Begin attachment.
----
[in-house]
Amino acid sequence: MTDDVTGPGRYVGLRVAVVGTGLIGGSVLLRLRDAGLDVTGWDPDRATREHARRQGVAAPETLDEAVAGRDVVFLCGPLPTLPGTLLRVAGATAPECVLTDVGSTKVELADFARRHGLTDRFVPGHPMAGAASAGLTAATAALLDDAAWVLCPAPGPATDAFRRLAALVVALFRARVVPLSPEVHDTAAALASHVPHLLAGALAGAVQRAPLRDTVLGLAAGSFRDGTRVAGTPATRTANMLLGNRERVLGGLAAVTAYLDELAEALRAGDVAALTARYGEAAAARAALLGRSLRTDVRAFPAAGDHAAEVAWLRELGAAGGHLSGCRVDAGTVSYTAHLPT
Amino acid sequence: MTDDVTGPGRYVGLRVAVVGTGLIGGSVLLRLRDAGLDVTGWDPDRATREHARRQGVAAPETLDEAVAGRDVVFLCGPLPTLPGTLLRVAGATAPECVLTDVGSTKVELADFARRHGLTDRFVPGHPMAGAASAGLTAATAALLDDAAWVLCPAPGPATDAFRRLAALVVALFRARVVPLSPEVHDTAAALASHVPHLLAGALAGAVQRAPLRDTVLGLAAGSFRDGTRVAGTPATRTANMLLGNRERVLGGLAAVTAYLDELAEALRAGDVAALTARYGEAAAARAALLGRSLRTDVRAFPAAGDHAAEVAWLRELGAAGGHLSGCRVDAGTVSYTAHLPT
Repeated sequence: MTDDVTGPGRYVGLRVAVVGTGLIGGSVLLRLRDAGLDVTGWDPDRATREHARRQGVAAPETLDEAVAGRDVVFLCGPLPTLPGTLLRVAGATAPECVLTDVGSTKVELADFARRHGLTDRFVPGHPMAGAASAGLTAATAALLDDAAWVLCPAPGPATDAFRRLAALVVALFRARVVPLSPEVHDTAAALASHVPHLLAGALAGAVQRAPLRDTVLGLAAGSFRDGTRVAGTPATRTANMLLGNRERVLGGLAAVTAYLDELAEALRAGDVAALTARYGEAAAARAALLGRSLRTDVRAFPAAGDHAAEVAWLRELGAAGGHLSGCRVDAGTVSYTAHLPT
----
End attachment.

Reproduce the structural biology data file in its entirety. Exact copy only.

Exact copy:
[in-house]
Amino acid sequence: MTDDVTGPGRYVGLRVAVVGTGLIGGSVLLRLRDAGLDVTGWDPDRATREHARRQGVAAPETLDEAVAGRDVVFLCGPLPTLPGTLLRVAGATAPECVLTDVGSTKVELADFARRHGLTDRFVPGHPMAGAASAGLTAATAALLDDAAWVLCPAPGPATDAFRRLAALVVALFRARVVPLSPEVHDTAAALASHVPHLLAGALAGAVQRAPLRDTVLGLAAGSFRDGTRVAGTPATRTANMLLGNRERVLGGLAAVTAYLDELAEALRAGDVAALTARYGEAAAARAALLGRSLRTDVRAFPAAGDHAAEVAWLRELGAAGGHLSGCRVDAGTVSYTAHLPT
Amino acid sequence: MTDDVTGPGRYVGLRVAVVGTGLIGGSVLLRLRDAGLDVTGWDPDRATREHARRQGVAAPETLDEAVAGRDVVFLCGPLPTLPGTLLRVAGATAPECVLTDVGSTKVELADFARRHGLTDRFVPGHPMAGAASAGLTAATAALLDDAAWVLCPAPGPATDAFRRLAALVVALFRARVVPLSPEVHDTAAALASHVPHLLAGALAGAVQRAPLRDTVLGLAAGSFRDGTRVAGTPATRTANMLLGNRERVLGGLAAVTAYLDELAEALRAGDVAALTARYGEAAAARAALLGRSLRTDVRAFPAAGDHAAEVAWLRELGAAGGHLSGCRVDAGTVSYTAHLPT
Repeated sequence: MTDDVTGPGRYVGLRVAVVGTGLIGGSVLLRLRDAGLDVTGWDPDRATREHARRQGVAAPETLDEAVAGRDVVFLCGPLPTLPGTLLRVAGATAPECVLTDVGSTKVELADFARRHGLTDRFVPGHPMAGAASAGLTAATAALLDDAAWVLCPAPGPATDAFRRLAALVVALFRARVVPLSPEVHDTAAALASHVPHLLAGALAGAVQRAPLRDTVLGLAAGSFRDGTRVAGTPATRTANMLLGNRERVLGGLAAVTAYLDELAEALRAGDVAALTARYGEAAAARAALLGRSLRTDVRAFPAAGDHAAEVAWLRELGAAGGHLSGCRVDAGTVSYTAHLPT